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Citizens question form-based codes in public hearing

December 21, 2011


The Starkville Board of Aldermen held its first public hearings on both form-based codes and a new land-use chart for the city at its meeting Tuesday night. Ward 3 Alderman Eric Parker also raised questions about limitations the new land-use chart would place on payday loan businesses in town, leading into renewal of the city’s moratorium on such businesses until Mar. 31, 2012.
After Ward 5 Alderman Jeremiah Dumas suggested several changes to the form-based codes, City Attorney Chris Latimer recommended an extra public hearing be held on the matter to allow the board and the public to fully assess the amended document.
Form-based codes set more focused architectural guidelines than regular zoning laws in certain districts to encourage certain types of land use, allowing developers to build better projects with fewer administrative steps. The new land-use chart is intended to streamline the city’s chart of conditional and permitted land uses.
During public comments on the form-based codes, Mark Guyton, a partner with Guyton Properties, said he was not taking a position for or against the codes, but he wanted to see more effort on the city’s part to give landowners notice of the changes the codes would enact in the corridors between Starkville and Mississippi State University.
“The landowners need to realize this is a wholesale rezoning of some large sections of town, the majority of the downtown area.” Guyton said. “Usually, when you re-zone a property, the landowner’s a party to it and knows that it’s going on, the affected landowners within a certain distance actually receive certified letters and they usually put a sign out saying it’s being re-zoned. None of that’s happened in this case.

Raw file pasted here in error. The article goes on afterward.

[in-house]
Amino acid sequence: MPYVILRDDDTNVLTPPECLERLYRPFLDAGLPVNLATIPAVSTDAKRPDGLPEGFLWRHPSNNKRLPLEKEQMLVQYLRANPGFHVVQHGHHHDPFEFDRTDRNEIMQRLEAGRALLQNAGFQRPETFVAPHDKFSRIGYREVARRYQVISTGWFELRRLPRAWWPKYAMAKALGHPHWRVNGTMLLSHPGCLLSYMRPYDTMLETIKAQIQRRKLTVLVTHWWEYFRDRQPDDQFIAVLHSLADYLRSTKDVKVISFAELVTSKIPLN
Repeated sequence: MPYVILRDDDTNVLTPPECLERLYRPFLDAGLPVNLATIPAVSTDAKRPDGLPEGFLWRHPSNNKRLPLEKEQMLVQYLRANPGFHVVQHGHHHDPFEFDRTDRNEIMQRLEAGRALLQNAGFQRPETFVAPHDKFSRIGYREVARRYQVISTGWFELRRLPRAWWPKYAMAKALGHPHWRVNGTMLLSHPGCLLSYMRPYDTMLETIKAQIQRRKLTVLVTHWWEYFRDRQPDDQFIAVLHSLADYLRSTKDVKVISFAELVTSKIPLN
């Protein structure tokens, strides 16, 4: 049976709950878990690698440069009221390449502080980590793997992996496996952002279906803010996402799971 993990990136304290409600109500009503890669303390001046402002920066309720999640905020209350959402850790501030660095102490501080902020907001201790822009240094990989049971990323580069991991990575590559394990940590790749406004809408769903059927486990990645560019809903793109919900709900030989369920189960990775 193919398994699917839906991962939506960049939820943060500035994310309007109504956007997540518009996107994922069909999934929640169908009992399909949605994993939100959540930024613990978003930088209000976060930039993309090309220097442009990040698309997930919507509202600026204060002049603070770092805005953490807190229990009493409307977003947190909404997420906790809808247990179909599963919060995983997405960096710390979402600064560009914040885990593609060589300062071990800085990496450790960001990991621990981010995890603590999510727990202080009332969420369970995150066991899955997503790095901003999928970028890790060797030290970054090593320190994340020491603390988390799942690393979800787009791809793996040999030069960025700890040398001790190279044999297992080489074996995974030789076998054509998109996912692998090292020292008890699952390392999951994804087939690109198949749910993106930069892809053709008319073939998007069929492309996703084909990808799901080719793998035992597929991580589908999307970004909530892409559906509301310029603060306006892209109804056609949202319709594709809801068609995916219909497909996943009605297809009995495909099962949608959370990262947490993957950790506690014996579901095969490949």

“As a landowner in town, if it’s affecting my property, I think I should be well notified,” Guyton added. “We have lots of landowners in these areas that don’t live in Starkville, that don’t read the Starkville Daily News. Right now, that’s the only notification that has gone out, is these ads about form-based codes and transect districts. I’ve called three or four friends of mine that own property in the affected districts. Not a one of them actually understood that their property would be re-zoned.”
Latimer said state statutes call for notice of re-zoning consideration to be published 15 days in advance, and the city’s ordinance on giving building owners notice is up to the city’s discretion. He said the city therefore opted out of procedures it usually uses for re-zoning of individual parcels because it would have been impractical to repeat them several times over for the multiple properties covered in the form-based codes.
Another developer, Jeremy Tabor with Tabor Management, said he supported the codes because current zoning regulations in the MSU-Starkville corridors make the kinds of developments the city would like to see difficult. Alvin Turner spoke against both the form-based codes and the new land-use chart, saying the changes could cause unintentional harm and drive businesses away. At the end of the hearing on the land-use chart, Vaughn said he wanted to follow on Turner’s point.
“We keep telling people what they can do with their property and what they can’t do with their property,” Vaughn said. “We’re running business away; we’re running jobs away.”
In discussion of the land-use chart, Parker said he was concerned about the new chart limiting the use of property for payday loan businesses to conditional use in few zones. City Planner Ben Griffith said the existing payday loan businesses would be grandfathered in, but Parker said he was still concerned about them no longer being able to expand or do anything else requiring a building permit.
“You’ve got some businesses in town that may have been in one location 20 or 30 years,” Parker said. “I’m not a big fan of these types of businesses, but in reality, they could provide a lot of rent for a lot of retail space in this town. I think that’s too restricted, in my opinion.”
The city enacted a moratorium on the establishment of new payday loan businesses in Starkville starting in January 2010. Ward 5 Alderman Jeremiah Dumas said when the moratorium was enacted, the number of payday loan businesses in Starkville had surged to 22. Sistrunk said there needed to be a measure to prevent that number from surging higher.
“In looking at what other cities have done to try to control this sort of business, there have been all sorts of things,” Sistrunk said. “I think this is about as middle-of-the-road as we could come to.”
Later, the board held a vote to extend the moratorium, which was tied 3-3 with Ben Carver absent from the meeting and Vaughn, Parker and Ward 6 Alderman Roy A. Perkins against. Starkville Mayor Parker Wiseman cast the tie-breaking vote in favor.

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